On harnessing the Social Moment: the UK ban on smoking in public places

I’ve been exploring the idea that change becomes more likely in times when certain conditions or factors align, whether by design or accident. Working with Mary Douglas’ Cultural theory, my hypothesis is that they do so across the different domains of the individual, and their motivation and agency to act; the collective, and the social norms and sense of solidarity that pervades the group; the organisation and the hierarchical power and legitimacy that they can leverage. Further, work we have done at the RSA suggests that change becomes more likely when the opportunity aligns across all three areas. This is what I think of as a ‘social moment’, what the Greeks called kairos, the appropriate or opportune time for something, an opening of possibility as opposed to the linear progression of time which the Greeks knew as chronos. Let’s apply this thinking in a case study and consider smoking.  

In 1962 the Royal College of Physicians published its ground-breaking study demonstrating that smoking was a cause of lung cancer. Since then, a raft of legislation and a multitude of public health policies have sought to reduce the burden of disease and death associated with tobacco use. From banning tobacco advertising and putting warnings on tobacco packaging (and imposing plain packaging), to taxing tobacco and banning smoking in public places, the blunt power of the state has purportedly been highly effective in helping to reduce smoking and its harmful effects. These are the levers of hierarchical power in full deployment – economic, legal and marketing.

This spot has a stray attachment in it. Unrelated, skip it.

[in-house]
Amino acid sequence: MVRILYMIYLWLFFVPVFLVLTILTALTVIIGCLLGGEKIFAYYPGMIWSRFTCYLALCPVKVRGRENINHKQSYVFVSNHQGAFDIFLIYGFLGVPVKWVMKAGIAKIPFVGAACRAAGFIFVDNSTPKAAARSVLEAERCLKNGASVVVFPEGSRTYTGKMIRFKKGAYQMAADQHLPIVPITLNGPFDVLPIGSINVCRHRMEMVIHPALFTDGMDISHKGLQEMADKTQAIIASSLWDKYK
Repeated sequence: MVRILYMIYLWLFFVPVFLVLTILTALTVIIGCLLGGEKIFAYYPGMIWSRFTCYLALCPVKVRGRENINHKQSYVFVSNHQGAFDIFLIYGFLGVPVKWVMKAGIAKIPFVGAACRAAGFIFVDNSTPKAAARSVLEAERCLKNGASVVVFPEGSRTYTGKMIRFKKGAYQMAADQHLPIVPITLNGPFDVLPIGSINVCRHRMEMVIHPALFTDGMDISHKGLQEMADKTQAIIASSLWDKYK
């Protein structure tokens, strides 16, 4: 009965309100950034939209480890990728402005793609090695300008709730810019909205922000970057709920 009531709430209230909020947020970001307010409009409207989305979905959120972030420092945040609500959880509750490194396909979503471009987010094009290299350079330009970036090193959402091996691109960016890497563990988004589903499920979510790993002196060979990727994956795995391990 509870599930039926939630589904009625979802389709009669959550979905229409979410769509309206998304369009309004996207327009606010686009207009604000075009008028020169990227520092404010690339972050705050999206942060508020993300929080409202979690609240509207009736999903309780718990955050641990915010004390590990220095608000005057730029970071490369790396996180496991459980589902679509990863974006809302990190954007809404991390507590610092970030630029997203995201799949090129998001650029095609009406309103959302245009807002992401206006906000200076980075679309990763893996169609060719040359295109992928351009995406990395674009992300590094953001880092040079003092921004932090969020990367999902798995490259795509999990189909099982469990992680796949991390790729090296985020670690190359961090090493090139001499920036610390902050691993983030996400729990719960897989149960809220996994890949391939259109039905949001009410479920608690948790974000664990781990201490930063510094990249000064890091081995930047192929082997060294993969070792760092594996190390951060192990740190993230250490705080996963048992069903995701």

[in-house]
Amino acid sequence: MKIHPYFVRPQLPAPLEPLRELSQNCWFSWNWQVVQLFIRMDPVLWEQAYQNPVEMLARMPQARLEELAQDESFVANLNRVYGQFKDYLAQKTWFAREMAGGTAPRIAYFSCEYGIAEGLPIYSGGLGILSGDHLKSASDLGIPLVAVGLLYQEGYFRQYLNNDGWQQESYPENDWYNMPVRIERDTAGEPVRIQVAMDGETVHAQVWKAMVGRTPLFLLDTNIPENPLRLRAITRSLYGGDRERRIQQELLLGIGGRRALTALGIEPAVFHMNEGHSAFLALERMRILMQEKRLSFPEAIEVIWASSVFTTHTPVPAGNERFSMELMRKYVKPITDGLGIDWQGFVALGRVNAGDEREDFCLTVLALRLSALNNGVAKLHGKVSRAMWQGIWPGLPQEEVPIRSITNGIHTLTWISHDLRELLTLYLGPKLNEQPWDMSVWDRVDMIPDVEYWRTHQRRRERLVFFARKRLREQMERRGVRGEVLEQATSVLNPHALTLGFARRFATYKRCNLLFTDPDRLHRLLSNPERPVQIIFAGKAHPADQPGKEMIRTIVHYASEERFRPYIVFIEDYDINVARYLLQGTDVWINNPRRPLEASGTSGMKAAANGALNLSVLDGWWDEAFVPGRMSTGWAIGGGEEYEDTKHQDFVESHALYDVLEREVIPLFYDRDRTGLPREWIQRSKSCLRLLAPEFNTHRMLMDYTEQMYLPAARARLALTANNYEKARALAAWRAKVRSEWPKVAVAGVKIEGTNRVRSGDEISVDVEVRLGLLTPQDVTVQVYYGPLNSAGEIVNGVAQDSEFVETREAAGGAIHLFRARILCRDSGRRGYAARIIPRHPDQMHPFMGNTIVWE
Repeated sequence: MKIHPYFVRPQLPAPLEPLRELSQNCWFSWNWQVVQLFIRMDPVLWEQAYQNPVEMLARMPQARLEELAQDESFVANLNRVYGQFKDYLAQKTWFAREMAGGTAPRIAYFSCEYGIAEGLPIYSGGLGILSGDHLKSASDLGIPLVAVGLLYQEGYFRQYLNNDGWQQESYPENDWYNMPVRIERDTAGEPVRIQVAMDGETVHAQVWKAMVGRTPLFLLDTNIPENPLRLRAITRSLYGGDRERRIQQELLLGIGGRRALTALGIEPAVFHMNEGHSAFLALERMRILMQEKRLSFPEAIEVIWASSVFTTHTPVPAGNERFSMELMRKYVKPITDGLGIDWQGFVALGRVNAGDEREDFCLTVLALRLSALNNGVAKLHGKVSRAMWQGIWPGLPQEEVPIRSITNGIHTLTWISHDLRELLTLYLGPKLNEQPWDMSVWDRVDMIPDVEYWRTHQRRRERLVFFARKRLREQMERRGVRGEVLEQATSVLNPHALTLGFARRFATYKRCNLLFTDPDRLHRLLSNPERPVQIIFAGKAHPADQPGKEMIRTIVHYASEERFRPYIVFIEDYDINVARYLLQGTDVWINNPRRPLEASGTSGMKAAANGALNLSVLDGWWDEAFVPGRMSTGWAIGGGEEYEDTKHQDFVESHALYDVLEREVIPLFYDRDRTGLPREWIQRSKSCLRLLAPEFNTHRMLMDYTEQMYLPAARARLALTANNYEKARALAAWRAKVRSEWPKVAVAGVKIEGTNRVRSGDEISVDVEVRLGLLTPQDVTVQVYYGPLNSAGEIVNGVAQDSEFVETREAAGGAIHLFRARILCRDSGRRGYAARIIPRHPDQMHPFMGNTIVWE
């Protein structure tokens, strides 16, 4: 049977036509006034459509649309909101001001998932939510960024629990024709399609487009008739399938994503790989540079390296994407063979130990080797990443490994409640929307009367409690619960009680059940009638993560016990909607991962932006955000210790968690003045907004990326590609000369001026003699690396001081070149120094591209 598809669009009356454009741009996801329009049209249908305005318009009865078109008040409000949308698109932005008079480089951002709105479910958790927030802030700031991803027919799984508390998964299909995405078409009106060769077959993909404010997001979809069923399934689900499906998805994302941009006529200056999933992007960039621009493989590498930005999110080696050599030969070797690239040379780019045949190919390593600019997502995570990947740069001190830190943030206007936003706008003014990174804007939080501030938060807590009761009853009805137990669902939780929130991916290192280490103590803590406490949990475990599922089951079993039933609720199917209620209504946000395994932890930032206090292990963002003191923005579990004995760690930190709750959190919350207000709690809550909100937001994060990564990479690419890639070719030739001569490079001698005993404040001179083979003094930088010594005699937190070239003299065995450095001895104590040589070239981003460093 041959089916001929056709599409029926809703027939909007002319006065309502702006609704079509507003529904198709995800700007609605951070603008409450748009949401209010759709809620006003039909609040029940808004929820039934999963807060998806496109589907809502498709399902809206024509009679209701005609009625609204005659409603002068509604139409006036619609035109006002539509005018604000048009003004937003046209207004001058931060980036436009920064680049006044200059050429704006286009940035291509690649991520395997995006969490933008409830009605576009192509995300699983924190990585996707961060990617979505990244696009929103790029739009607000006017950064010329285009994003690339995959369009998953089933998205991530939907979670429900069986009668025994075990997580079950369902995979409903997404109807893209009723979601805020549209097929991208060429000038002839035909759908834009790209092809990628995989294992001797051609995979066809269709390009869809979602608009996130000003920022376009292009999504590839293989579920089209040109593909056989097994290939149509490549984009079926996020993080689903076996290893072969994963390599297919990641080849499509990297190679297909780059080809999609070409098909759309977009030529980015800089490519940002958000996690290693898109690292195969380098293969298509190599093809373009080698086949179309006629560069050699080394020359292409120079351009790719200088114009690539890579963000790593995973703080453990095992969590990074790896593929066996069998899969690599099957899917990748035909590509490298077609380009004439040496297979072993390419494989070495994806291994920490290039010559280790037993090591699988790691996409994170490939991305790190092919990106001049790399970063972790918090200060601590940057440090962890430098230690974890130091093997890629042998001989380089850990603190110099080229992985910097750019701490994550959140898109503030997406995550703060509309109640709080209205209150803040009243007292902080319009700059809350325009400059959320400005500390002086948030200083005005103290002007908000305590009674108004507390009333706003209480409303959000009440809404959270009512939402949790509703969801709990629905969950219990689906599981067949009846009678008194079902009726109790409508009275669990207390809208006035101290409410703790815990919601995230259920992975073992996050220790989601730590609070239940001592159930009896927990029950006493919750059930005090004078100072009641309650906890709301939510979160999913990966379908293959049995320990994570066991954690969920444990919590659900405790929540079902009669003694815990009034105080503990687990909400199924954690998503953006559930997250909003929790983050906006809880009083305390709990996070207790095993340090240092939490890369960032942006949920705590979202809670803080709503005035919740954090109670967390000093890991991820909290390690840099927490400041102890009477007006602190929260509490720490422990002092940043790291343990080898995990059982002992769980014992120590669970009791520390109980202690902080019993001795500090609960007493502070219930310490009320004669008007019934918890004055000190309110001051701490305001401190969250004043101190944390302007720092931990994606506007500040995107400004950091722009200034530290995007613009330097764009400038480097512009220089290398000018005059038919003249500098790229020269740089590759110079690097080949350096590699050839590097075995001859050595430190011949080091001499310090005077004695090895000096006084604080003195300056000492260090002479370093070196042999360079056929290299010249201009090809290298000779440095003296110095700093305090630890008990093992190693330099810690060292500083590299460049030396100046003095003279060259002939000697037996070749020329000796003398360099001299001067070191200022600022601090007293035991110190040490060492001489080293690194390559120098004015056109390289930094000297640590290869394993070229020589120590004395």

But we see that anti-smoking policies and initiatives have been effective for two major reasons, both of which provide crucial insight into the way that hierarchy interacts with solidarity and individualism to create social and policy change. 

First, as the smoking ban was being implemented significant shifts in social attitudes and social norms towards smoking had already been underway for some time. By 1994, only 27 percent of people smoked – a dramatic decline from 1974, when 45 percent did so. The vast majority of people had recognised smoking as harmful at both an individual and societal level – and also accepted as legitimate not only the aim to reduce smoking but also to prevent exposure to second-hand smoke. This is why even amongst smokers, 79 percent supported the smoking ban in restaurants (and 36 percent in pubs). Decades of public health policies and initiatives to reduce smoking – coupled with changing social norms – had created the environment for a ban to have legitimacy and to succeed. This is often known as the ‘Overton window’ – the point at which particular policies become acceptable to mainstream public opinion and are no longer considered too radical.